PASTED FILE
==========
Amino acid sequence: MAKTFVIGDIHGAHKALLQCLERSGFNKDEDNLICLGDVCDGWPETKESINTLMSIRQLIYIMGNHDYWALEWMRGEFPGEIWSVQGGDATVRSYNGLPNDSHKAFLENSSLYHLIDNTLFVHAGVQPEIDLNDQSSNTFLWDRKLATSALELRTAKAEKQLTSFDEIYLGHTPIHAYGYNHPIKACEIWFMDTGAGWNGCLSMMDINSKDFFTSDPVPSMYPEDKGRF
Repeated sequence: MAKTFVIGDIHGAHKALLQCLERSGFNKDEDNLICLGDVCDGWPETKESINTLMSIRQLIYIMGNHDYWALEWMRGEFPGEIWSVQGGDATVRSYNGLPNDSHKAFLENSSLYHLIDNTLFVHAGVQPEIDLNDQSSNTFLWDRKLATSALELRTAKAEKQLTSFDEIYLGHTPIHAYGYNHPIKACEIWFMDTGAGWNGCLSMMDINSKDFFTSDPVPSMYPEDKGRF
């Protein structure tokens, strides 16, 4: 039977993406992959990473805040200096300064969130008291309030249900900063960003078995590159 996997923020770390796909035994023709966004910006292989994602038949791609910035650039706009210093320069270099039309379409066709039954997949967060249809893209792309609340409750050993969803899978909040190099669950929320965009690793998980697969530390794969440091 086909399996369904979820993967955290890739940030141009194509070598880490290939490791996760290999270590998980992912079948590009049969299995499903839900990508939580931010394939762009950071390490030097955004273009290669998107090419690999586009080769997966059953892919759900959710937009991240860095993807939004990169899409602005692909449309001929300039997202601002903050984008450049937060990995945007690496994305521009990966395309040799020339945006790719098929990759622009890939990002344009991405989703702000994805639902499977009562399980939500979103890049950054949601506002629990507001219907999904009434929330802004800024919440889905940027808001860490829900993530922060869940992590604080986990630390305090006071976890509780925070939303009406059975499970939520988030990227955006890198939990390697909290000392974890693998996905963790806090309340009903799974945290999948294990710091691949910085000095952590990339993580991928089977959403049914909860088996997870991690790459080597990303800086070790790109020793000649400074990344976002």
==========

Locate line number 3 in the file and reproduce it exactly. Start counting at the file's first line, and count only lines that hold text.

């Protein structure tokens, strides 16, 4: 039977993406992959990473805040200096300064969130008291309030249900900063960003078995590159 996997923020770390796909035994023709966004910006292989994602038949791609910035650039706009210093320069270099039309379409066709039954997949967060249809893209792309609340409750050993969803899978909040190099669950929320965009690793998980697969530390794969440091 086909399996369904979820993967955290890739940030141009194509070598880490290939490791996760290999270590998980992912079948590009049969299995499903839900990508939580931010394939762009950071390490030097955004273009290669998107090419690999586009080769997966059953892919759900959710937009991240860095993807939004990169899409602005692909449309001929300039997202601002903050984008450049937060990995945007690496994305521009990966395309040799020339945006790719098929990759622009890939990002344009991405989703702000994805639902499977009562399980939500979103890049950054949601506002629990507001219907999904009434929330802004800024919440889905940027808001860490829900993530922060869940992590604080986990630390305090006071976890509780925070939303009406059975499970939520988030990227955006890198939990390697909290000392974890693998996905963790806090309340009903799974945290999948294990710091691949910085000095952590990339993580991928089977959403049914909860088996997870991690790459080597990303800086070790790109020793000649400074990344976002």